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The Very Great Wisdom of Mr. Ellis

by Lucky Garvin

I would not want Mr. Ellis angry with me. He is African-American; perhaps a bit over six feet in height, two hundred forty pounds, shaved head, mustache with chin-beard. A slight arching of his eyebrows, a narrowing of his eyes would make him a fearsome prospect indeed; a man to walk wide of. But those eyes do not narrow nor those eyebrows arch. With him, as with all spiritual individuals, allegorical; more is hidden than is seen.

I much admire Mr. Ellis. He works as a patient transporter in the hospital: he moves patients from the ER to their rooms upstairs. When he comes to our department, he is unfailingly polite; but make no mistake, his voice is strong, his gaze direct. This is courtesy, not subservience. If the patient is too weak to move himself, Mr. Ellis moves him; arms bulge, muscles knot across his chest. He is powerful enough not merely to move a patient, but to move them with tenderness, for the ability to do a thing tenderly always takes an extra strength.

I know nothing of his past, but whatever it was, good or bad, privileged or deprived, it has bought him here, to this place. What we forge of our past always brings us to our present.

He started as a housekeeper, emptying wastebaskets, sweeping floors. I began to see him as agreeably free of pretense and possessing a strong sense of self; not a vanity, but an abiding self-respect; a quiet man who took no pains to be noticed.

 He stayed busy at the task before him, patient, methodical. His attitude seemed to be, `I clean now, that’s what I do. Not forever but for now. So I shall do it well.’ True nobility is often a silent, solitary affair. By staying at his assigned task, he becomes the quiet agent through which  a great need is fulfilled. Surely this is the ultimate self-stewardship.

I see him only for disappointingly brief periods of time. We exchange greetings. He is busy; I am busy. He says he models himself after me. I don’t know to what degree that’s true, nor how wise his selection, but looking to learn from others is always wise.  Mr. Ellis is taking care about his growth, following a spiritual way, I think; walking that dim-lit path not because he must, but because he chose to. We can always refuse the offer.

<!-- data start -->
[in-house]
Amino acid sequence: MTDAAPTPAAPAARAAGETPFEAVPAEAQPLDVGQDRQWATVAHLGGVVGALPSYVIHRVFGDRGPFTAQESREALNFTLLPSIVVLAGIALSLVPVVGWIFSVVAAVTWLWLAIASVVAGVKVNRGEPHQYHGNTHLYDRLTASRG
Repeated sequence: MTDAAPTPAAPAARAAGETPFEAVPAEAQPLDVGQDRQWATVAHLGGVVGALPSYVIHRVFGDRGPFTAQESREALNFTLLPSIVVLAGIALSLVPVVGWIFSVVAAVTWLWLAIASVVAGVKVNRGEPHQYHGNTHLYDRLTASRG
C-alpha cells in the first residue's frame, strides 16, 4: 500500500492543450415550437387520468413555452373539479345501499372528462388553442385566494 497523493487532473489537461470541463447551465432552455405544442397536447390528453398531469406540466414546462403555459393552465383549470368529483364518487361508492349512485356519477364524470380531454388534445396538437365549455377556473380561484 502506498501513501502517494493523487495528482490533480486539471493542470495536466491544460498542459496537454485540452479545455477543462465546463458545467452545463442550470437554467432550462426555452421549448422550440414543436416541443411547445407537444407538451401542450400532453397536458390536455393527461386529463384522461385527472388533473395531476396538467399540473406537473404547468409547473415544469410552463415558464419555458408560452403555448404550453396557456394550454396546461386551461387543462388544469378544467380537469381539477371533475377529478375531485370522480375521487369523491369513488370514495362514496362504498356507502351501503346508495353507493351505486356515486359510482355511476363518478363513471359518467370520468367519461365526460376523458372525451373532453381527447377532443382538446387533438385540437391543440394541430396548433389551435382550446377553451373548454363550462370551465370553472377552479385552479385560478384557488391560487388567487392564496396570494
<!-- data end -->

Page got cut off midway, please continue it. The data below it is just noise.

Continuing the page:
What holds him to it I wonder, following an urging faint as wind-chimes? Like me, a determination to leave what he once was, the wiser for where he’s been? Too many lessons learned in sorrow? Wisdom so often comes after the fact.  Or simply a rooted determination to do what’s right? I’ve not asked him.

So for now he is a patient-transporter and a soul under construction; each day coming nearer and nearer still to what it was intended he become. He’s a man I much admire for his decency and his self-respect. He nurtures carefully what the Creator has given him. It’s said each of us fashions our own philosophy. Whether we treat patients or transport them, sweep a floor or run a corporation, it makes no difference, the Creator knows where we are.

To follow a far-vision, do the task before you; to be committed to self-respect, steadied and sustained by a healthy pride is to come to maturity. The Creator, I believe, has plans for Mr. Ellis, this man I much admire.

Yesterday, Jim Shore, our hospital administrator, a man who frequently walks the hospital because ‘nothing much spiritual happens in my office.’ He spoke to me: “I was walking through the cafeteria, saw a gentleman I’d never met, a man who worked here, and on an impulse, although my time was brief, I asked if I could eat a quick meal with him. I ended up sitting with him an hour and a half. Fascinating man. I came back to my office and listened to my phone calls. You had called me, Lucky, with a recommendation to look up Mr. Ellis in my travels.

Guess who I had lunch with today?”

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